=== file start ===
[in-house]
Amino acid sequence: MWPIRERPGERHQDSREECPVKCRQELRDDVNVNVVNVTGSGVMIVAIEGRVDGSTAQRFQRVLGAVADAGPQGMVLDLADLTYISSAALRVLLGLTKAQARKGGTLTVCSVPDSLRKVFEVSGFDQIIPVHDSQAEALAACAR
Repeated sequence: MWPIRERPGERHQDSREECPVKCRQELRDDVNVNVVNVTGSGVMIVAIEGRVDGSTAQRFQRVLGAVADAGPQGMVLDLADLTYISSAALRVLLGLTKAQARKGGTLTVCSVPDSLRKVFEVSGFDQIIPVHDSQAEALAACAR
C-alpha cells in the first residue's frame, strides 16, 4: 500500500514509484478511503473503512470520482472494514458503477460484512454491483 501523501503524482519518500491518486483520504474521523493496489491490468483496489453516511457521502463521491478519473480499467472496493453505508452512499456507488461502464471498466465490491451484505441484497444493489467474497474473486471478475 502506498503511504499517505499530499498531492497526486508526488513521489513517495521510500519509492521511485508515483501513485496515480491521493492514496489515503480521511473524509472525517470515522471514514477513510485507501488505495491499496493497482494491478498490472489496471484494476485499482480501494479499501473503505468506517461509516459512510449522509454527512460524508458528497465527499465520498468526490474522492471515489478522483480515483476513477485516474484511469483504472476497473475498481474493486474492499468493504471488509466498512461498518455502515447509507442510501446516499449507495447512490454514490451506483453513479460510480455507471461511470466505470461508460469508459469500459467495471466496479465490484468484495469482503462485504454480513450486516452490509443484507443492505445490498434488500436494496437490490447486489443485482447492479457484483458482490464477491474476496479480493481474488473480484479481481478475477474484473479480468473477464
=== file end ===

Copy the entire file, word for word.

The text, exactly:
[in-house]
Amino acid sequence: MWPIRERPGERHQDSREECPVKCRQELRDDVNVNVVNVTGSGVMIVAIEGRVDGSTAQRFQRVLGAVADAGPQGMVLDLADLTYISSAALRVLLGLTKAQARKGGTLTVCSVPDSLRKVFEVSGFDQIIPVHDSQAEALAACAR
Repeated sequence: MWPIRERPGERHQDSREECPVKCRQELRDDVNVNVVNVTGSGVMIVAIEGRVDGSTAQRFQRVLGAVADAGPQGMVLDLADLTYISSAALRVLLGLTKAQARKGGTLTVCSVPDSLRKVFEVSGFDQIIPVHDSQAEALAACAR
C-alpha cells in the first residue's frame, strides 16, 4: 500500500514509484478511503473503512470520482472494514458503477460484512454491483 501523501503524482519518500491518486483520504474521523493496489491490468483496489453516511457521502463521491478519473480499467472496493453505508452512499456507488461502464471498466465490491451484505441484497444493489467474497474473486471478475 502506498503511504499517505499530499498531492497526486508526488513521489513517495521510500519509492521511485508515483501513485496515480491521493492514496489515503480521511473524509472525517470515522471514514477513510485507501488505495491499496493497482494491478498490472489496471484494476485499482480501494479499501473503505468506517461509516459512510449522509454527512460524508458528497465527499465520498468526490474522492471515489478522483480515483476513477485516474484511469483504472476497473475498481474493486474492499468493504471488509466498512461498518455502515447509507442510501446516499449507495447512490454514490451506483453513479460510480455507471461511470466505470461508460469508459469500459467495471466496479465490484468484495469482503462485504454480513450486516452490509443484507443492505445490498434488500436494496437490490447486489443485482447492479457484483458482490464477491474476496479480493481474488473480484479481481478475477474484473479480468473477464